A more pungent question might lie in- what is it that we need? Certainly we have evolved from this disconnect, and it has acted as a catalyst to allow ourselves to progress with a pace and without a fair amount of guilt. Our Western philosophy has lead the way to technological advancements that indigenous cultures could not achieve. This does not inherently place one in a higher place over the other, it merely begs the question- what do we need? Is it more important for us to be Gods ourselves, or to have a connection to a God outside of ourselves? Is what we are aching for as a unified body more connection, more awareness and more forgiveness?
It seems slightly reductionist and simplistic to simply chalk up the entirety of our human civizilation to being somehow wrong or evil. Certainly, there is a disconnect between humanity and earth and certainly it is pillaging all hope for future sustainability, however can it be said in any conclusive way that our evolution was inherently wrong or did we evolve in the way in which we were bound to evolve? Does the disconnect happen inherently given our natural human qualities? Our embodiment both creates our unique mind and being while at the same time trapping this mind within a space that can only see itself through reflections and mirrors and never truly quite see the whole of a circle. And with the entirety of the world- it’s all speaking. The trees have their message and so do the TV’s. The fault does not lie within the TV- it seems a silly thought to try to find “blame” anywhere within the trajectory. And in fact, Abrham postulates as well that: “The apparently autonomous, mental dimension originally opened by the alphabet- the ability to interact with our own signs in utter abstraction from our earthly surroundings- has today blossomed into a vast cognitive realm, horizonless expanse of virtual interactions and encounters.” (Abram 265) An immensity of beauty, art and wondrous discoveries have been the by product of this inherent disconnect- it is a double edged sword producing poetry and complex human thought, yet at the same time, ripping us away from our place within the stars. Yet, is this the final resting place? Is there not a way to reconnect these seeming disconnect parts of a fratured whole?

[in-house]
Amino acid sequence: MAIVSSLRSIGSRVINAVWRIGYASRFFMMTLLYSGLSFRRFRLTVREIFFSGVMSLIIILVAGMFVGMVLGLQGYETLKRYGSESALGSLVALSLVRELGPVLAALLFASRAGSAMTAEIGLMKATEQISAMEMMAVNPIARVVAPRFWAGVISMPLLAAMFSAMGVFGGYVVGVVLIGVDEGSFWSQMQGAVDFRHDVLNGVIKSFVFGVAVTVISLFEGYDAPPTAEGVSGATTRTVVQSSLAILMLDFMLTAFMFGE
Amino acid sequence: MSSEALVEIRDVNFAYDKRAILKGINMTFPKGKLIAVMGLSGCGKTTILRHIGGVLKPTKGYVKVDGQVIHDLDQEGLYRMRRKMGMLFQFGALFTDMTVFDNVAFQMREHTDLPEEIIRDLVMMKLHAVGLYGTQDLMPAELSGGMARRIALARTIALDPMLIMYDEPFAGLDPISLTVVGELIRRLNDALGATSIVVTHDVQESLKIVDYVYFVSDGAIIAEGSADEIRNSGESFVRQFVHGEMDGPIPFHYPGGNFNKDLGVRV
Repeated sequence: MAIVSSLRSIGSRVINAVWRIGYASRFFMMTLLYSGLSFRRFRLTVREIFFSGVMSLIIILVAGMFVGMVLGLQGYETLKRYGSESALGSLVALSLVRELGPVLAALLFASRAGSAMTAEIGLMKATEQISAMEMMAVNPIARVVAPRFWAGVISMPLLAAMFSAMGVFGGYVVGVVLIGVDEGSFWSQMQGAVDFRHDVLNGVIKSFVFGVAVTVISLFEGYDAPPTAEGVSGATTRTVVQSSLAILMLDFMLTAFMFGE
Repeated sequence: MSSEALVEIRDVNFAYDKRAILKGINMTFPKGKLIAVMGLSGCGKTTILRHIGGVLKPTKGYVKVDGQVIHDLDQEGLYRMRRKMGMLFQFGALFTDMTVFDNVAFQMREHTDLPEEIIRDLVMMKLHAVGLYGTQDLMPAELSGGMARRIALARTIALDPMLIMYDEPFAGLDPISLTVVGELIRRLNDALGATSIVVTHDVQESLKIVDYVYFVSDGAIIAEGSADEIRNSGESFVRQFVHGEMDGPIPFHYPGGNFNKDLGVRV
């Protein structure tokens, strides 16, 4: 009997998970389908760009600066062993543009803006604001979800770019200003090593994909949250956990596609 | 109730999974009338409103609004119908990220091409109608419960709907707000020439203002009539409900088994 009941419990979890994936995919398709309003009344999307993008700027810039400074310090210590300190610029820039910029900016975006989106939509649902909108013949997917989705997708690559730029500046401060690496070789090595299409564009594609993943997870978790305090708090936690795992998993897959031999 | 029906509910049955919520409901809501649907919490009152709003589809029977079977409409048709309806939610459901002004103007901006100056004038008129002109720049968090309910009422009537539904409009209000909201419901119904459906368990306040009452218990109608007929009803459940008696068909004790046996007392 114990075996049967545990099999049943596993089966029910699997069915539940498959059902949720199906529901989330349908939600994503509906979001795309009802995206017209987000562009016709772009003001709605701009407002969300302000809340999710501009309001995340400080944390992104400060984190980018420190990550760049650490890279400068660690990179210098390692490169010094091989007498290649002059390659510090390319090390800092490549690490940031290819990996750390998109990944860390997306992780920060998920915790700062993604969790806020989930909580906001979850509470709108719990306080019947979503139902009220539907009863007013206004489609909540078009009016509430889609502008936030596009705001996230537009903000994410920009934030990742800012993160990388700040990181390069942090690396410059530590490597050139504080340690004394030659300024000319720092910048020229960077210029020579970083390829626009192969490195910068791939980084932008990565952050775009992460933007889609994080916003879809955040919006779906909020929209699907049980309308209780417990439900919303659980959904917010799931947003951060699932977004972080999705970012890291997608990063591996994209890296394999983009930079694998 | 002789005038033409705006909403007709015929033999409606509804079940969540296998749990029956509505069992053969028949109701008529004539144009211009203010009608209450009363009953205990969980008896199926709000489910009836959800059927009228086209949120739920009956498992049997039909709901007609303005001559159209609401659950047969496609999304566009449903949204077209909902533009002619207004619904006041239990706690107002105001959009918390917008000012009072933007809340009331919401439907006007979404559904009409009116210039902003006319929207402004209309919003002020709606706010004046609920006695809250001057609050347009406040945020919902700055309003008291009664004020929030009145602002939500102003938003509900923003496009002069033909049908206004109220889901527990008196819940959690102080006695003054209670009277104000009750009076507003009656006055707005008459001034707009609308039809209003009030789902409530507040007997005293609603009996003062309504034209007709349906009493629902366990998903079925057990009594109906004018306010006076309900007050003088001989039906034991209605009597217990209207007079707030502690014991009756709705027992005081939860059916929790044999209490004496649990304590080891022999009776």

Even Abhram is able to suggest, in addition, that an inherent connection to a certain place (in refence to indigenous cultures) is not wholly and perfectly ideal- it does not fully allow for an overwhelming global connection. “Such considerations must lead us to wonder whether the strange sense of human commonality made possible by the spread of formal writing systems is not something very worthy after all. Is there not something terrifically valuable about the modern faith in human equality?” (Abram 270) Yet he follows this by asserting that this faith is merely an idea and it does not consistently change the state of our world. There is so much more connection to find, and so much about our human lifestyle that must be reevaluated if we are to attempt to salvage our humanity. And yet, it does not seem valuable to entirely discredit our humanity- there is some sense of balance that can be achieved. More so, it is most pertinent to learn to decipher what is valuable in our disconnect and what is valuable to reconnect to. Not all is lost just yet. And the the world unfurls, the more this idea permeates that perhaps we are just not sick enough yet. It is not yet bad enough for the symptoms to cripple us. And yet, this remains the crucial time for awakening and for reconnection. Abram suggests: “A civilization that relentlessly destroys the living land it inhabits is not well acquanted with truth, regardless of how many supposed facts it has amassed regarding the calculable properties of its world.” (Abram 264) Truly, this is a vitally important time for the shape of the course of human history and our ability to survive as a species. And yet we are rendered helpless to an onslaught of conditions seemingly overwhelmingly obtrusive to our salvation.